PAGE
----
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She’s the technological type. Always up to date on the newest ipod, ipad and every app to go with them. Impress her with the Red Cross app. Make her techy head spin with your intelligence and grace as you guide her through her very own first aid app.

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The couple who volunteers together stays together. It is just a known fact. Check up on volunteering opportunities around your local neighborhoods. Think about all the memories and experiences you can lovingly look back twenty years from now. Yes, volunteer = stay together. Forever.

Some Neighborly Advice from American Red Cross

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Knowing your neighbors’ strengths and skills can help when disaster strikes. Meet with your neighbors to construct a plan and consider how you will be able to help children, elderly and the disabled in the interim before help arrives.

I met with my neighborhood watch organization and we designated a medical contact, a handyman with electrical and plumbing knowledge and a coordinator who would account for all members of each household. I, of course, will use my amazing blogging and social media skills to relay messages to the outside world that my street is safe.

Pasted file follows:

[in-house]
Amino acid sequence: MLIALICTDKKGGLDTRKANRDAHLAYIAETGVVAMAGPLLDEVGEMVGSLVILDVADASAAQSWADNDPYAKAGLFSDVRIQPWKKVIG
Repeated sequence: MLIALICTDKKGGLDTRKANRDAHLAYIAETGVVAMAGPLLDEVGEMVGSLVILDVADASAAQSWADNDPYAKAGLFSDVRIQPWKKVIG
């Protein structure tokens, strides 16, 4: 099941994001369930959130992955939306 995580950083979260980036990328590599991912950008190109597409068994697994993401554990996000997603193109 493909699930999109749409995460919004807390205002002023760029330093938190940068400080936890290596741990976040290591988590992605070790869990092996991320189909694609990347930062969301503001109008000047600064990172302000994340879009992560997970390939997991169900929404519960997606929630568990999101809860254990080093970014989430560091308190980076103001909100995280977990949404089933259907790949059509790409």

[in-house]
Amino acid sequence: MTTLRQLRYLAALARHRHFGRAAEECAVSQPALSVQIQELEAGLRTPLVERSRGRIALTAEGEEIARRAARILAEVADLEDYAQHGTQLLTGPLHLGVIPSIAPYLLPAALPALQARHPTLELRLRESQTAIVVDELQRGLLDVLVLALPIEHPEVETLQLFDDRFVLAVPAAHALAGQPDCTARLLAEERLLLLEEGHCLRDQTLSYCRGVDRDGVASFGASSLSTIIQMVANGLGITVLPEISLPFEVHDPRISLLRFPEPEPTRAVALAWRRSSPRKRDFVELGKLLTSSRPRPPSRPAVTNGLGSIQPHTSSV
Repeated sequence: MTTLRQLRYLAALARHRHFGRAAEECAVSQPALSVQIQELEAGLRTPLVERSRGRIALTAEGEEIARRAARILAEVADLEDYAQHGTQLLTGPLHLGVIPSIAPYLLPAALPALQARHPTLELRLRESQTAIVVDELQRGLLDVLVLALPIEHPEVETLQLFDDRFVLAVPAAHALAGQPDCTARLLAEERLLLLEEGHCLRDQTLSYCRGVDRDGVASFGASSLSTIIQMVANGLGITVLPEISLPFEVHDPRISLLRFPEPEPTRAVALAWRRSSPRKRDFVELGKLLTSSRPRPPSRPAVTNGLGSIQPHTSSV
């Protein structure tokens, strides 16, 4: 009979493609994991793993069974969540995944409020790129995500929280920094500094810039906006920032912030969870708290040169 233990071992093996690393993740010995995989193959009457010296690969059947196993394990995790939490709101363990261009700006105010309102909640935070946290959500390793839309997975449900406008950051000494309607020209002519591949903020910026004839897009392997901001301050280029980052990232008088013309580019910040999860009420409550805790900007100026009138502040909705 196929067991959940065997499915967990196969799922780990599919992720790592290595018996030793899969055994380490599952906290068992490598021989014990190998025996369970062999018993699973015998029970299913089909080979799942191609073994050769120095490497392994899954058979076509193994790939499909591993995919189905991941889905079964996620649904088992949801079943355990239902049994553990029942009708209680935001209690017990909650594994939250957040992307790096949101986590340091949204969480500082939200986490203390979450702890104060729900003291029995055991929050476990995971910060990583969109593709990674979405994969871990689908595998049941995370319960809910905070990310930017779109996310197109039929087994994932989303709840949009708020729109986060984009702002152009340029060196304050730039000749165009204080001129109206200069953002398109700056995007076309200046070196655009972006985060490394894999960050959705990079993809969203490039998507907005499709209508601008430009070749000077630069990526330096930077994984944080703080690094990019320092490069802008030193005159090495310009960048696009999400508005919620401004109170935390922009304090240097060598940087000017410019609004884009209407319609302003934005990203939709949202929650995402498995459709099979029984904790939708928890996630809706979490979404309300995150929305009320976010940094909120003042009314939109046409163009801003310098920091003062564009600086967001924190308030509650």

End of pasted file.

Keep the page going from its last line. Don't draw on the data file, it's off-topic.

rco_blog_img_BlogLogoBe sure to have a substantial stock of water and nonperishable food items at hand. It would also be useful to draft a master list of serious medical conditions and emergency contacts. It doesn’t hurt to be too prepared!

As always, you can check out American Red Cross website for more safety tips.

Hittin’ the road for the holidays?

With the holidays come food comas, family time and usually some inevitable traveling.

We want you to have a blast this season, but we want you to get to your destination safely. Take some tips from the American Red Cross:

  • Buckle up, slow down, don’t drive impaired.
  • Be well rested and alert.
  • Use caution in work zones.
  • Give your full attention to the road. Avoid distractions such as cell phones.
  • Observe speed limits – driving too fast or too slow can increase your chance of being in a collision.
  • Make frequent stops. During long trips, rotate drivers. If you’re too tired to drive, stop and get some rest.
  • Be respectful of other motorists and follow the rules of the road.
  • Don’t follow another vehicle too closely.
  • If you plan on drinking, designate a driver who won’t drink.
  • Clean your headlights, taillights, signal lights and windows to help you see, especially at night.
  • Turn your headlights on as dusk approaches, or if you are using your windshield wipers due to inclement weather.
  • Don’t overdrive your headlights.
  • If you have car trouble, pull off the road as far as possible.

Stay safe AND warm this winter